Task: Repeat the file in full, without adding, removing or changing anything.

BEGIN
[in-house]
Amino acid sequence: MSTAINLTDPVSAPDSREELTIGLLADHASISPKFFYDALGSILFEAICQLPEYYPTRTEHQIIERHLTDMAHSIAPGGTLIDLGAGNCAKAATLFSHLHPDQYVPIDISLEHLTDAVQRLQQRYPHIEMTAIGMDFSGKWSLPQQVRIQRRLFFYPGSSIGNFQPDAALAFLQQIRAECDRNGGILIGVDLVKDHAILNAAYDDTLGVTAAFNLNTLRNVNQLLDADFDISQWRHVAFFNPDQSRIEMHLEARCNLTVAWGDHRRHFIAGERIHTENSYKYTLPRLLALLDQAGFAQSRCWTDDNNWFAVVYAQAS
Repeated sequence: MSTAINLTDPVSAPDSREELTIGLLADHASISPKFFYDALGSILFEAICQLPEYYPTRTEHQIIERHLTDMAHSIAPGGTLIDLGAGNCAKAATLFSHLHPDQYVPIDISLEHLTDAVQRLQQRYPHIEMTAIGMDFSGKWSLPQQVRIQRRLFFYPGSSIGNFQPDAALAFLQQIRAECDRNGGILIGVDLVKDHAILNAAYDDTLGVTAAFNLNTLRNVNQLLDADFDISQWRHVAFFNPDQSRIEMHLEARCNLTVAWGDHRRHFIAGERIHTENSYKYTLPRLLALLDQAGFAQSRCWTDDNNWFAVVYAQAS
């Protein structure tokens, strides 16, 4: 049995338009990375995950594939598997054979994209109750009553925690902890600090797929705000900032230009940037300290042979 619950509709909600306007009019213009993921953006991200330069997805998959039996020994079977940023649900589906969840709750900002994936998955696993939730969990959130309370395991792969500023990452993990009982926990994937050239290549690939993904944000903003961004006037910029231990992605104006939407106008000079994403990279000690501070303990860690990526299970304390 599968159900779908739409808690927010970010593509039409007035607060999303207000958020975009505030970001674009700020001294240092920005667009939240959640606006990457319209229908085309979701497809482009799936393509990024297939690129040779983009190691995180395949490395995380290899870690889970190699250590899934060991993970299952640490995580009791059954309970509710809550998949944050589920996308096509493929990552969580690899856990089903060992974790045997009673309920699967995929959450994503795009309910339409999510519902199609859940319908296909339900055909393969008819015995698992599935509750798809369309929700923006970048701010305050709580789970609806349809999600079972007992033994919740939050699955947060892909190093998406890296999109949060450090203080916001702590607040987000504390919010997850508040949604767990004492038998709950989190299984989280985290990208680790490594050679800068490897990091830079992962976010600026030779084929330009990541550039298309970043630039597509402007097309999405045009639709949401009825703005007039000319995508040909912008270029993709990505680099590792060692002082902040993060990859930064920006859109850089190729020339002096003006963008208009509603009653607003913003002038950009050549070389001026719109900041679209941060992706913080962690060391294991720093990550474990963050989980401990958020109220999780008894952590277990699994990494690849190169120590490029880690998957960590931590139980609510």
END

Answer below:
[in-house]
Amino acid sequence: MSTAINLTDPVSAPDSREELTIGLLADHASISPKFFYDALGSILFEAICQLPEYYPTRTEHQIIERHLTDMAHSIAPGGTLIDLGAGNCAKAATLFSHLHPDQYVPIDISLEHLTDAVQRLQQRYPHIEMTAIGMDFSGKWSLPQQVRIQRRLFFYPGSSIGNFQPDAALAFLQQIRAECDRNGGILIGVDLVKDHAILNAAYDDTLGVTAAFNLNTLRNVNQLLDADFDISQWRHVAFFNPDQSRIEMHLEARCNLTVAWGDHRRHFIAGERIHTENSYKYTLPRLLALLDQAGFAQSRCWTDDNNWFAVVYAQAS
Repeated sequence: MSTAINLTDPVSAPDSREELTIGLLADHASISPKFFYDALGSILFEAICQLPEYYPTRTEHQIIERHLTDMAHSIAPGGTLIDLGAGNCAKAATLFSHLHPDQYVPIDISLEHLTDAVQRLQQRYPHIEMTAIGMDFSGKWSLPQQVRIQRRLFFYPGSSIGNFQPDAALAFLQQIRAECDRNGGILIGVDLVKDHAILNAAYDDTLGVTAAFNLNTLRNVNQLLDADFDISQWRHVAFFNPDQSRIEMHLEARCNLTVAWGDHRRHFIAGERIHTENSYKYTLPRLLALLDQAGFAQSRCWTDDNNWFAVVYAQAS
């Protein structure tokens, strides 16, 4: 049995338009990375995950594939598997054979994209109750009553925690902890600090797929705000900032230009940037300290042979 619950509709909600306007009019213009993921953006991200330069997805998959039996020994079977940023649900589906969840709750900002994936998955696993939730969990959130309370395991792969500023990452993990009982926990994937050239290549690939993904944000903003961004006037910029231990992605104006939407106008000079994403990279000690501070303990860690990526299970304390 599968159900779908739409808690927010970010593509039409007035607060999303207000958020975009505030970001674009700020001294240092920005667009939240959640606006990457319209229908085309979701497809482009799936393509990024297939690129040779983009190691995180395949490395995380290899870690889970190699250590899934060991993970299952640490995580009791059954309970509710809550998949944050589920996308096509493929990552969580690899856990089903060992974790045997009673309920699967995929959450994503795009309910339409999510519902199609859940319908296909339900055909393969008819015995698992599935509750798809369309929700923006970048701010305050709580789970609806349809999600079972007992033994919740939050699955947060892909190093998406890296999109949060450090203080916001702590607040987000504390919010997850508040949604767990004492038998709950989190299984989280985290990208680790490594050679800068490897990091830079992962976010600026030779084929330009990541550039298309970043630039597509402007097309999405045009639709949401009825703005007039000319995508040909912008270029993709990505680099590792060692002082902040993060990859930064920006859109850089190729020339002096003006963008208009509603009653607003913003002038950009050549070389001026719109900041679209941060992706913080962690060391294991720093990550474990963050989980401990958020109220999780008894952590277990699994990494690849190169120590490029880690998957960590931590139980609510």